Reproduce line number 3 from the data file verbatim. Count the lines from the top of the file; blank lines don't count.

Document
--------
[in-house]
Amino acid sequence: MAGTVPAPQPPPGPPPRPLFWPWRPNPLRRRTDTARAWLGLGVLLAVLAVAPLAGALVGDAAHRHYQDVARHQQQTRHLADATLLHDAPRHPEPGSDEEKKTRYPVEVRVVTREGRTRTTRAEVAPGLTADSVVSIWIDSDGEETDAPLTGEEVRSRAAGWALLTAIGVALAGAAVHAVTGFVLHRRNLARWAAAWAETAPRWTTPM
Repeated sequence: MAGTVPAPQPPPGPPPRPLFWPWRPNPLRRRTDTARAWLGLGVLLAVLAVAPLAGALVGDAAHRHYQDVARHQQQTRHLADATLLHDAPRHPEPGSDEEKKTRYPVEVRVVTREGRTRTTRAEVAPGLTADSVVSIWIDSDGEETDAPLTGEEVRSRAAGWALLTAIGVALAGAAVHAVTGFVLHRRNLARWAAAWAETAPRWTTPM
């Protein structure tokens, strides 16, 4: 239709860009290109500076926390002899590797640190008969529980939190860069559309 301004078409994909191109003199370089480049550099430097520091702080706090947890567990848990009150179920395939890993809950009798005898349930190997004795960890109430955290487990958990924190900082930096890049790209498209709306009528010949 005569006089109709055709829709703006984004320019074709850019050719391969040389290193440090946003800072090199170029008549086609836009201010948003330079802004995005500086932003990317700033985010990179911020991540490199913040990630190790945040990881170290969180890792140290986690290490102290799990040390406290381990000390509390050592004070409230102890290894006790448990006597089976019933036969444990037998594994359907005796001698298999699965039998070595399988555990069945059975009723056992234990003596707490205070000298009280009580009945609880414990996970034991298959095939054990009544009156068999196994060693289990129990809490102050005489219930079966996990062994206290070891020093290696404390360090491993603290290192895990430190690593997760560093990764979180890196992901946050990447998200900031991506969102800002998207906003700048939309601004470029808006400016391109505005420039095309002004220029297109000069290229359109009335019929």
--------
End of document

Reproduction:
Repeated sequence: MAGTVPAPQPPPGPPPRPLFWPWRPNPLRRRTDTARAWLGLGVLLAVLAVAPLAGALVGDAAHRHYQDVARHQQQTRHLADATLLHDAPRHPEPGSDEEKKTRYPVEVRVVTREGRTRTTRAEVAPGLTADSVVSIWIDSDGEETDAPLTGEEVRSRAAGWALLTAIGVALAGAAVHAVTGFVLHRRNLARWAAAWAETAPRWTTPM